“The Key Differences Between SSI and SSDI”
Crystal L. Welton, J.D., LL.M.
The Social Security Administration offers monetary benefits, including Supplemental Security Income (“SSI”) and Retirement, Survivors, and Disability Insurance (“RSDI”) benefits, to eligible persons. SSI, which is funded by the general fund taxes, and Social Security Disability Insurance (“SSDI”), which is funded by payroll taxes, are often confused as both of these benefits are provided to individuals with disabilities. While both programs are administered by the Social Security Administration and medical eligibility is determined in the same way, there are distinct differences between the two programs.
Aside from the similarities listed above, SSI and SSDI are very different programs, and this article will address those differences. First, the primary difference between SSDI and SSI is who is eligible to receive each benefit. SSDI is available to workers and certain family members, who are “insured,” having accumulated a sufficient number of work credits. SSI is a needs based program, which is available to low-income individuals who have either not worked or not earned enough work credits to qualify for SSDI. While the maximum SSDI benefit is based on an individual’s work history, the average SSDI benefit in 2013 is $1,132.00, and the maximum SSDI benefit in 2013 is $2,533.00. The maximum SSI benefit in 2013 is $710.00 per month.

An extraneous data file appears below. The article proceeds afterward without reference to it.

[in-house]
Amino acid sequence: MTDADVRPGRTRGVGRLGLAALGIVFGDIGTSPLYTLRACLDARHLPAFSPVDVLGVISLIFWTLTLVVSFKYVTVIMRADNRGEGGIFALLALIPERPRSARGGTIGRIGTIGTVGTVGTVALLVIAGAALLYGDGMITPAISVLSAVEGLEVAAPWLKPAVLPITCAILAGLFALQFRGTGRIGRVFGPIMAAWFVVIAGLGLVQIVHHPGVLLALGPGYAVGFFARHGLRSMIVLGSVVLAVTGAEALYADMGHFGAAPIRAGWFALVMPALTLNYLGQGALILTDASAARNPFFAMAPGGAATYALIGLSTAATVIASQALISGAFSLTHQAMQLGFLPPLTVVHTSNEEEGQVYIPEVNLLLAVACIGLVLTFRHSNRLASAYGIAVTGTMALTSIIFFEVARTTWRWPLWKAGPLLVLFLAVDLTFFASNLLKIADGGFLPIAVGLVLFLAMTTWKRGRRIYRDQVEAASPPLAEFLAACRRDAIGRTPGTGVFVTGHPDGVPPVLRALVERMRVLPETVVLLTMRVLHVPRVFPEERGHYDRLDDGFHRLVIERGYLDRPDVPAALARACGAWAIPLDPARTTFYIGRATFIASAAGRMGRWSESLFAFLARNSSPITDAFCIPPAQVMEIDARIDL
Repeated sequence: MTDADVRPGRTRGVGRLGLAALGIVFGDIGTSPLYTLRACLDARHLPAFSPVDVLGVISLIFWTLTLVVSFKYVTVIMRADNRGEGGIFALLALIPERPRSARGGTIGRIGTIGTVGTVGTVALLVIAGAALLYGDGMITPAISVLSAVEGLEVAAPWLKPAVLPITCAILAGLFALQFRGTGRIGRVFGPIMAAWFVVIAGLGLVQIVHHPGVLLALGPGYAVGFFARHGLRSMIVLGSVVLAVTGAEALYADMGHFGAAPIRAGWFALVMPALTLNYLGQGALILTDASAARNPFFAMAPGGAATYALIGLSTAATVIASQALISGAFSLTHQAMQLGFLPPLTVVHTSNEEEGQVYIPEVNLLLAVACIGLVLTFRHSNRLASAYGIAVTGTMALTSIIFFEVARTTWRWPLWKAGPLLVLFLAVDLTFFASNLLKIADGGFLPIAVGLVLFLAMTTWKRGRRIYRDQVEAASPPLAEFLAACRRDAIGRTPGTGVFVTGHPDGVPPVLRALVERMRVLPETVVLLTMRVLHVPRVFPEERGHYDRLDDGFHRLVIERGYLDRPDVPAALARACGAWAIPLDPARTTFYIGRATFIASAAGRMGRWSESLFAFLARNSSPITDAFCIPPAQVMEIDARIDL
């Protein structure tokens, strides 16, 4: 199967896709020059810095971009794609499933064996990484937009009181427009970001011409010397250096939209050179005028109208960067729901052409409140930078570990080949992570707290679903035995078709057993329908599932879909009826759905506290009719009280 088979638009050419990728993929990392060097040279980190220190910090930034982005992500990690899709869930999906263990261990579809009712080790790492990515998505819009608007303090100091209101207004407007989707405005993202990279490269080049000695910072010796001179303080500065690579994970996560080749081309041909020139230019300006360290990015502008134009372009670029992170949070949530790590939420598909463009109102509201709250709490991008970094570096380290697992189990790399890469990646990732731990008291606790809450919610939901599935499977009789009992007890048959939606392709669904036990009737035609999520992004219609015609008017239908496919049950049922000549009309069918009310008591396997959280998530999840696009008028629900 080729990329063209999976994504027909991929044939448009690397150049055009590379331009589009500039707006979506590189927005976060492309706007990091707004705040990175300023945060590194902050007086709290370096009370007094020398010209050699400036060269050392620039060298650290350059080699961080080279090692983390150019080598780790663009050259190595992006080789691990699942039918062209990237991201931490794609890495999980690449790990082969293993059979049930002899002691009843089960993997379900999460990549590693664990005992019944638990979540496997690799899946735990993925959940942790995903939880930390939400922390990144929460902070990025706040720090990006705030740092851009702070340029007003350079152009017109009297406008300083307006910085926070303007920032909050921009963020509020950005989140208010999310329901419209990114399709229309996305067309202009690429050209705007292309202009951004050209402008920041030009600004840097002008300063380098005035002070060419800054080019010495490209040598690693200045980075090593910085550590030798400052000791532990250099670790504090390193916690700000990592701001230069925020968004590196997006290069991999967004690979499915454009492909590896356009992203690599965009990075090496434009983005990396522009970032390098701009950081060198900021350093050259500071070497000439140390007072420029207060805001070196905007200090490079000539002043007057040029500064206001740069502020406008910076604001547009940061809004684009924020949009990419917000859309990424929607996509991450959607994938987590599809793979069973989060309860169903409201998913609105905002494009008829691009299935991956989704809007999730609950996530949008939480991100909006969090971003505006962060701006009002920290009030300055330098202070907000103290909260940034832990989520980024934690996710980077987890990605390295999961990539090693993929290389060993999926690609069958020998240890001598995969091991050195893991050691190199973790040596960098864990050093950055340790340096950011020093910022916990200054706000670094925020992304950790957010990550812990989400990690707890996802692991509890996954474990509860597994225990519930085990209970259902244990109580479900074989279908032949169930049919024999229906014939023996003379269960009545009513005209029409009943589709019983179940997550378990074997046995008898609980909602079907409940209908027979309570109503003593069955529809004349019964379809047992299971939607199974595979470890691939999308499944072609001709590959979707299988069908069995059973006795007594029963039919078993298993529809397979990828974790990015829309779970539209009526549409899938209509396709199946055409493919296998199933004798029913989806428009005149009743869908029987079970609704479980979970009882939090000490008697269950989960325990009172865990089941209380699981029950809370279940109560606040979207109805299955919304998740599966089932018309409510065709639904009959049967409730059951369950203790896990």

Because SSI is a need-based program, or a means-tested program, there are income and asset limitations that are imposed to qualify for this benefit. The income limitation varies depending on the type of income received (i.e., earned v. unearned) as certain income is excluded from the SSI income calculation, including $20.00 per month of unearned income, $65.00 per month of earned income, one-half of earned income over $65.00, food stamps, and housing or home energy assistance. An individual cannot have assets/resources in excess of $2,000.00 (or $3,000.00 per couple). In Contrast, SSDI does not have a resource limitation; however, to receive SSDI, an individual must not be able to engage in substantial gainful activity, which is quantified as no more than $1,040.00 of income per month (or $1,740.00 for individuals who are blind).
SSI benefits are payable the first month in which the application is submitted. SSDI has a five-month waiting period. In addition to the monetary benefit provided by these programs, these programs also provide eligibility for medical benefits. After receiving SSDI for twenty-four months, an individual is eligible for Medicare. Upon receiving SSI, an individual is automatically eligible for Medicaid, which is known as Medical Assistance in Pennsylvania and is also a need-based program. An individual who receives SSDI and Medicare might also receive Medicaid.
It is important to distinguish between SSI and SSDI for individuals who may receive gifts, inheritances, or personal injury settlements as it may be necessary to take proper planning steps to insure that receipt of these monies will not render the individual ineligible for such benefits. It is important to contact an attorney to assist with planning regarding these benefits as well as to ensure that your loved one is receiving the maximum benefit possible, which may include retirement or survivors benefits that are not discussed in this article.